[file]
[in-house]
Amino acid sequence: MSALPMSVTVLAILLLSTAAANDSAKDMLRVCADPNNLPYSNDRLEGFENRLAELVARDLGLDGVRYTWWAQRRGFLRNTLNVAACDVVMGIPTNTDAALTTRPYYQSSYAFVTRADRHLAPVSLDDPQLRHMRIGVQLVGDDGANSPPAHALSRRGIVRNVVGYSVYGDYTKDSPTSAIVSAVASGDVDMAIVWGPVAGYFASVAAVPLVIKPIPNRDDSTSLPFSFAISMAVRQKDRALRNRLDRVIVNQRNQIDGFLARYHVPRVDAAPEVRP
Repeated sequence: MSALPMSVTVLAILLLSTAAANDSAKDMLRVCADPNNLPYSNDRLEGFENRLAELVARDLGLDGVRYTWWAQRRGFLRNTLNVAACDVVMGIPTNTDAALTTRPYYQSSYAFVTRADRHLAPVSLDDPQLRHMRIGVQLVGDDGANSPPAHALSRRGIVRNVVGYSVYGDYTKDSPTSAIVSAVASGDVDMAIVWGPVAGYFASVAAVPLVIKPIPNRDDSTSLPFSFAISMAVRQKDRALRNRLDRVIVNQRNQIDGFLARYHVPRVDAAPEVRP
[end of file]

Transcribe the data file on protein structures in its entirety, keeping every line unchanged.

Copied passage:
[in-house]
Amino acid sequence: MSALPMSVTVLAILLLSTAAANDSAKDMLRVCADPNNLPYSNDRLEGFENRLAELVARDLGLDGVRYTWWAQRRGFLRNTLNVAACDVVMGIPTNTDAALTTRPYYQSSYAFVTRADRHLAPVSLDDPQLRHMRIGVQLVGDDGANSPPAHALSRRGIVRNVVGYSVYGDYTKDSPTSAIVSAVASGDVDMAIVWGPVAGYFASVAAVPLVIKPIPNRDDSTSLPFSFAISMAVRQKDRALRNRLDRVIVNQRNQIDGFLARYHVPRVDAAPEVRP
Repeated sequence: MSALPMSVTVLAILLLSTAAANDSAKDMLRVCADPNNLPYSNDRLEGFENRLAELVARDLGLDGVRYTWWAQRRGFLRNTLNVAACDVVMGIPTNTDAALTTRPYYQSSYAFVTRADRHLAPVSLDDPQLRHMRIGVQLVGDDGANSPPAHALSRRGIVRNVVGYSVYGDYTKDSPTSAIVSAVASGDVDMAIVWGPVAGYFASVAAVPLVIKPIPNRDDSTSLPFSFAISMAVRQKDRALRNRLDRVIVNQRNQIDGFLARYHVPRVDAAPEVRP